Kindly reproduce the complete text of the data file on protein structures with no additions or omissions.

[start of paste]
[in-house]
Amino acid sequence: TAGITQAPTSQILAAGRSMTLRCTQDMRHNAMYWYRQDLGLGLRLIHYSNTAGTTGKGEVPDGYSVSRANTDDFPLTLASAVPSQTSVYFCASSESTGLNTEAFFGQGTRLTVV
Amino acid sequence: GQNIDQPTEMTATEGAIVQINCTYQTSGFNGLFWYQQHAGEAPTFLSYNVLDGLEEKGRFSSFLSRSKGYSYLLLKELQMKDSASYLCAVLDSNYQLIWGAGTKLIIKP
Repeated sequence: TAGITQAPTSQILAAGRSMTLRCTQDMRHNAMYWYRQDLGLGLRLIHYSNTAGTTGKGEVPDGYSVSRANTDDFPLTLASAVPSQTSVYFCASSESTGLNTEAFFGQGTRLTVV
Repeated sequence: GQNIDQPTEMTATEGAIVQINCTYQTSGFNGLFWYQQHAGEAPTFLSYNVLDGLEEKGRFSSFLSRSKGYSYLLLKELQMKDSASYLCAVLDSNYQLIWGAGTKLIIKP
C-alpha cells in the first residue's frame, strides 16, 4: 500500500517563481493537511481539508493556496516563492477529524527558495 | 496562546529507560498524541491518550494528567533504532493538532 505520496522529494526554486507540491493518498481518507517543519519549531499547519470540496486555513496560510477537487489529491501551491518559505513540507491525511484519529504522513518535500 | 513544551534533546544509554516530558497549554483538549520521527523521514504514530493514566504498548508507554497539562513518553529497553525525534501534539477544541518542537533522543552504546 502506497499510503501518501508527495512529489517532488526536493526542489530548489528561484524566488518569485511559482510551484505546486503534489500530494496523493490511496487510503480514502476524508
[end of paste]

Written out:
[in-house]
Amino acid sequence: TAGITQAPTSQILAAGRSMTLRCTQDMRHNAMYWYRQDLGLGLRLIHYSNTAGTTGKGEVPDGYSVSRANTDDFPLTLASAVPSQTSVYFCASSESTGLNTEAFFGQGTRLTVV
Amino acid sequence: GQNIDQPTEMTATEGAIVQINCTYQTSGFNGLFWYQQHAGEAPTFLSYNVLDGLEEKGRFSSFLSRSKGYSYLLLKELQMKDSASYLCAVLDSNYQLIWGAGTKLIIKP
Repeated sequence: TAGITQAPTSQILAAGRSMTLRCTQDMRHNAMYWYRQDLGLGLRLIHYSNTAGTTGKGEVPDGYSVSRANTDDFPLTLASAVPSQTSVYFCASSESTGLNTEAFFGQGTRLTVV
Repeated sequence: GQNIDQPTEMTATEGAIVQINCTYQTSGFNGLFWYQQHAGEAPTFLSYNVLDGLEEKGRFSSFLSRSKGYSYLLLKELQMKDSASYLCAVLDSNYQLIWGAGTKLIIKP
C-alpha cells in the first residue's frame, strides 16, 4: 500500500517563481493537511481539508493556496516563492477529524527558495 | 496562546529507560498524541491518550494528567533504532493538532 505520496522529494526554486507540491493518498481518507517543519519549531499547519470540496486555513496560510477537487489529491501551491518559505513540507491525511484519529504522513518535500 | 513544551534533546544509554516530558497549554483538549520521527523521514504514530493514566504498548508507554497539562513518553529497553525525534501534539477544541518542537533522543552504546 502506497499510503501518501508527495512529489517532488526536493526542489530548489528561484524566488518569485511559482510551484505546486503534489500530494496523493490511496487510503480514502476524508